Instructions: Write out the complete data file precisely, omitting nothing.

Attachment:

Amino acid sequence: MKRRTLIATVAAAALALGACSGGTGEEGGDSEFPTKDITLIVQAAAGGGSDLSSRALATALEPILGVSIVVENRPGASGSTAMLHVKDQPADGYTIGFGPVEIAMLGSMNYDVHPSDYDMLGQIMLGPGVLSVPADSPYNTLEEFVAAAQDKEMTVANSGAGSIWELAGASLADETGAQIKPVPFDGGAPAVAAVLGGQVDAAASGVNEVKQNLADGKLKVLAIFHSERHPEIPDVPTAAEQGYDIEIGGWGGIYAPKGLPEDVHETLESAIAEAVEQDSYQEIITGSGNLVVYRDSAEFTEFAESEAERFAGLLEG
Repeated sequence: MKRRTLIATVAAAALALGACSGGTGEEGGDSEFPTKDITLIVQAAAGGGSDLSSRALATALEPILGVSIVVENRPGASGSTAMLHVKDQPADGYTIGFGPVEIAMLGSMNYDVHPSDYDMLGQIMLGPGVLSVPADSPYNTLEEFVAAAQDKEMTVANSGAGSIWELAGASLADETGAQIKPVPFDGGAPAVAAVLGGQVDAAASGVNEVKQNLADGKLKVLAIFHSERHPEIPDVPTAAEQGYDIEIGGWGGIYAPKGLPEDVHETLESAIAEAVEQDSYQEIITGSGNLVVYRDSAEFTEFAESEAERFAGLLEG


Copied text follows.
Amino acid sequence: MKRRTLIATVAAAALALGACSGGTGEEGGDSEFPTKDITLIVQAAAGGGSDLSSRALATALEPILGVSIVVENRPGASGSTAMLHVKDQPADGYTIGFGPVEIAMLGSMNYDVHPSDYDMLGQIMLGPGVLSVPADSPYNTLEEFVAAAQDKEMTVANSGAGSIWELAGASLADETGAQIKPVPFDGGAPAVAAVLGGQVDAAASGVNEVKQNLADGKLKVLAIFHSERHPEIPDVPTAAEQGYDIEIGGWGGIYAPKGLPEDVHETLESAIAEAVEQDSYQEIITGSGNLVVYRDSAEFTEFAESEAERFAGLLEG
Repeated sequence: MKRRTLIATVAAAALALGACSGGTGEEGGDSEFPTKDITLIVQAAAGGGSDLSSRALATALEPILGVSIVVENRPGASGSTAMLHVKDQPADGYTIGFGPVEIAMLGSMNYDVHPSDYDMLGQIMLGPGVLSVPADSPYNTLEEFVAAAQDKEMTVANSGAGSIWELAGASLADETGAQIKPVPFDGGAPAVAAVLGGQVDAAASGVNEVKQNLADGKLKVLAIFHSERHPEIPDVPTAAEQGYDIEIGGWGGIYAPKGLPEDVHETLESAIAEAVEQDSYQEIITGSGNLVVYRDSAEFTEFAESEAERFAGLLEG